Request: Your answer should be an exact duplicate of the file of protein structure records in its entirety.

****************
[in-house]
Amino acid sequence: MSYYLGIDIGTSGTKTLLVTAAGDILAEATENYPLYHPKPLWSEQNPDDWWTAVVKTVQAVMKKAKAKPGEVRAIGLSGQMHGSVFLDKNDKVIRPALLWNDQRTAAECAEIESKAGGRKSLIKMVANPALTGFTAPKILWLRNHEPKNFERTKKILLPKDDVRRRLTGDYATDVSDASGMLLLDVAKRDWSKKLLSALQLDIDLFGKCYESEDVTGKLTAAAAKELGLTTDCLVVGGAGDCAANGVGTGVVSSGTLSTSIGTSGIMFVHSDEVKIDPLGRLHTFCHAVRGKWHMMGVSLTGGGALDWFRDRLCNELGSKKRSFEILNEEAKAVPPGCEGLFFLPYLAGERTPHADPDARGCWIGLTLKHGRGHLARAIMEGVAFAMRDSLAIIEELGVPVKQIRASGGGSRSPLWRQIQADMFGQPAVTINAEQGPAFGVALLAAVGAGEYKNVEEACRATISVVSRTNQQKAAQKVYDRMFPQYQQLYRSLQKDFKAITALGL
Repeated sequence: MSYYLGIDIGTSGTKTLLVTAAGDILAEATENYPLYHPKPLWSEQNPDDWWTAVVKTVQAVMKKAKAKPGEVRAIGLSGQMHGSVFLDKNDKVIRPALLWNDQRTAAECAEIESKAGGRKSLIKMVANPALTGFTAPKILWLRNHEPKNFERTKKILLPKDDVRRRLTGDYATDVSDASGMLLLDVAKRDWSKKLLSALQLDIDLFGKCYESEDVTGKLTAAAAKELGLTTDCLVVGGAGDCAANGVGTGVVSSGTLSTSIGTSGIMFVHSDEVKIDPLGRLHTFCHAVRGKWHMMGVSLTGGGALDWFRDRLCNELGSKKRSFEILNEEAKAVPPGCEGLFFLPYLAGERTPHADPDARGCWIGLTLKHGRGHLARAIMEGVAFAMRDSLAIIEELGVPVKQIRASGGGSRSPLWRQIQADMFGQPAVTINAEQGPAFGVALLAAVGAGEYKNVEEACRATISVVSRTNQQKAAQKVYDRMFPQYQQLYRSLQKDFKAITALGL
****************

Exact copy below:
[in-house]
Amino acid sequence: MSYYLGIDIGTSGTKTLLVTAAGDILAEATENYPLYHPKPLWSEQNPDDWWTAVVKTVQAVMKKAKAKPGEVRAIGLSGQMHGSVFLDKNDKVIRPALLWNDQRTAAECAEIESKAGGRKSLIKMVANPALTGFTAPKILWLRNHEPKNFERTKKILLPKDDVRRRLTGDYATDVSDASGMLLLDVAKRDWSKKLLSALQLDIDLFGKCYESEDVTGKLTAAAAKELGLTTDCLVVGGAGDCAANGVGTGVVSSGTLSTSIGTSGIMFVHSDEVKIDPLGRLHTFCHAVRGKWHMMGVSLTGGGALDWFRDRLCNELGSKKRSFEILNEEAKAVPPGCEGLFFLPYLAGERTPHADPDARGCWIGLTLKHGRGHLARAIMEGVAFAMRDSLAIIEELGVPVKQIRASGGGSRSPLWRQIQADMFGQPAVTINAEQGPAFGVALLAAVGAGEYKNVEEACRATISVVSRTNQQKAAQKVYDRMFPQYQQLYRSLQKDFKAITALGL
Repeated sequence: MSYYLGIDIGTSGTKTLLVTAAGDILAEATENYPLYHPKPLWSEQNPDDWWTAVVKTVQAVMKKAKAKPGEVRAIGLSGQMHGSVFLDKNDKVIRPALLWNDQRTAAECAEIESKAGGRKSLIKMVANPALTGFTAPKILWLRNHEPKNFERTKKILLPKDDVRRRLTGDYATDVSDASGMLLLDVAKRDWSKKLLSALQLDIDLFGKCYESEDVTGKLTAAAAKELGLTTDCLVVGGAGDCAANGVGTGVVSSGTLSTSIGTSGIMFVHSDEVKIDPLGRLHTFCHAVRGKWHMMGVSLTGGGALDWFRDRLCNELGSKKRSFEILNEEAKAVPPGCEGLFFLPYLAGERTPHADPDARGCWIGLTLKHGRGHLARAIMEGVAFAMRDSLAIIEELGVPVKQIRASGGGSRSPLWRQIQADMFGQPAVTINAEQGPAFGVALLAAVGAGEYKNVEEACRATISVVSRTNQQKAAQKVYDRMFPQYQQLYRSLQKDFKAITALGL